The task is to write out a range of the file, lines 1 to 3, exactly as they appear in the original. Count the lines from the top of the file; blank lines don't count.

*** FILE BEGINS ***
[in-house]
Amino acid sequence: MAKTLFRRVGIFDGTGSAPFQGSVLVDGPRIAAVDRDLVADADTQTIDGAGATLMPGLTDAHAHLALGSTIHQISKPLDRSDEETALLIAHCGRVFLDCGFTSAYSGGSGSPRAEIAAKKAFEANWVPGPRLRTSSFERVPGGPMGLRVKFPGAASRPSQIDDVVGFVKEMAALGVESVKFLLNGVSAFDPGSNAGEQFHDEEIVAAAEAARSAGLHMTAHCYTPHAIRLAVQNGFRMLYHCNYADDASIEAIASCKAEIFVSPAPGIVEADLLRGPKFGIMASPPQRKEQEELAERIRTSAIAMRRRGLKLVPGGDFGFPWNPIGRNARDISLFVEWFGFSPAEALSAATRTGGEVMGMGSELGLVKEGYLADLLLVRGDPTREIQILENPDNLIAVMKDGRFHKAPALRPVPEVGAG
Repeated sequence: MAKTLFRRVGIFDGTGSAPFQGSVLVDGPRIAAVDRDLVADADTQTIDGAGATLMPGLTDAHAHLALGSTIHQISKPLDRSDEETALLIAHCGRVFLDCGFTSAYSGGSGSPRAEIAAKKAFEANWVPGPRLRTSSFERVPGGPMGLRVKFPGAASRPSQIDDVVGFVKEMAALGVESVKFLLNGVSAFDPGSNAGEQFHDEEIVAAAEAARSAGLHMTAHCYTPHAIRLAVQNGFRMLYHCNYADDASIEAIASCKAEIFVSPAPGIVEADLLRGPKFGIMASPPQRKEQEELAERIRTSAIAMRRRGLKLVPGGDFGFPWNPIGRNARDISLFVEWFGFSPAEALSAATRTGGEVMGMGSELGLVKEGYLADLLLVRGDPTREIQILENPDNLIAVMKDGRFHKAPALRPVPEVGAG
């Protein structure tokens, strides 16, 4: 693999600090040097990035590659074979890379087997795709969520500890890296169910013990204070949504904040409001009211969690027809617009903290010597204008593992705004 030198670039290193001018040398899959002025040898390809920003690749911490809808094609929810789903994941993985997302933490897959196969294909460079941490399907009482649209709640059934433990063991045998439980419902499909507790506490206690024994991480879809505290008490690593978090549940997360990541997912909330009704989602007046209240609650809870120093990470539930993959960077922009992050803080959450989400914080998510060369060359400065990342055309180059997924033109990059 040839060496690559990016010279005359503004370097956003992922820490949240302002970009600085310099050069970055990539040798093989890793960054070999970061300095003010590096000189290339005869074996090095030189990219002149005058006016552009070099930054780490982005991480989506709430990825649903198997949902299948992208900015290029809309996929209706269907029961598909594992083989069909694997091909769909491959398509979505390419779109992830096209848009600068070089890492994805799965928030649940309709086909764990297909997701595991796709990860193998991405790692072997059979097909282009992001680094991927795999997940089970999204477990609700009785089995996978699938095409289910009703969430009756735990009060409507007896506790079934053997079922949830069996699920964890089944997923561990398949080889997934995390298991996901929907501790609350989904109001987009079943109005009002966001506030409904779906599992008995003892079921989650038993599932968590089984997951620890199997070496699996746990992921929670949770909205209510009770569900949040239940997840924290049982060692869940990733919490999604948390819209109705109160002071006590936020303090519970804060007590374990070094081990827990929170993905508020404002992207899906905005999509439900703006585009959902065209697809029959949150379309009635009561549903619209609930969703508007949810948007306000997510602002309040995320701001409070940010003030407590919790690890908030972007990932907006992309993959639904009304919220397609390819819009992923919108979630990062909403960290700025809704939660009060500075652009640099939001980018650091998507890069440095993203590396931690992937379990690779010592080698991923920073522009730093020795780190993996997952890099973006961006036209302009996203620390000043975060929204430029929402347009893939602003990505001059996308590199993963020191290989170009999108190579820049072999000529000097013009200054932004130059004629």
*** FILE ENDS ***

[in-house]
Amino acid sequence: MAKTLFRRVGIFDGTGSAPFQGSVLVDGPRIAAVDRDLVADADTQTIDGAGATLMPGLTDAHAHLALGSTIHQISKPLDRSDEETALLIAHCGRVFLDCGFTSAYSGGSGSPRAEIAAKKAFEANWVPGPRLRTSSFERVPGGPMGLRVKFPGAASRPSQIDDVVGFVKEMAALGVESVKFLLNGVSAFDPGSNAGEQFHDEEIVAAAEAARSAGLHMTAHCYTPHAIRLAVQNGFRMLYHCNYADDASIEAIASCKAEIFVSPAPGIVEADLLRGPKFGIMASPPQRKEQEELAERIRTSAIAMRRRGLKLVPGGDFGFPWNPIGRNARDISLFVEWFGFSPAEALSAATRTGGEVMGMGSELGLVKEGYLADLLLVRGDPTREIQILENPDNLIAVMKDGRFHKAPALRPVPEVGAG
Repeated sequence: MAKTLFRRVGIFDGTGSAPFQGSVLVDGPRIAAVDRDLVADADTQTIDGAGATLMPGLTDAHAHLALGSTIHQISKPLDRSDEETALLIAHCGRVFLDCGFTSAYSGGSGSPRAEIAAKKAFEANWVPGPRLRTSSFERVPGGPMGLRVKFPGAASRPSQIDDVVGFVKEMAALGVESVKFLLNGVSAFDPGSNAGEQFHDEEIVAAAEAARSAGLHMTAHCYTPHAIRLAVQNGFRMLYHCNYADDASIEAIASCKAEIFVSPAPGIVEADLLRGPKFGIMASPPQRKEQEELAERIRTSAIAMRRRGLKLVPGGDFGFPWNPIGRNARDISLFVEWFGFSPAEALSAATRTGGEVMGMGSELGLVKEGYLADLLLVRGDPTREIQILENPDNLIAVMKDGRFHKAPALRPVPEVGAG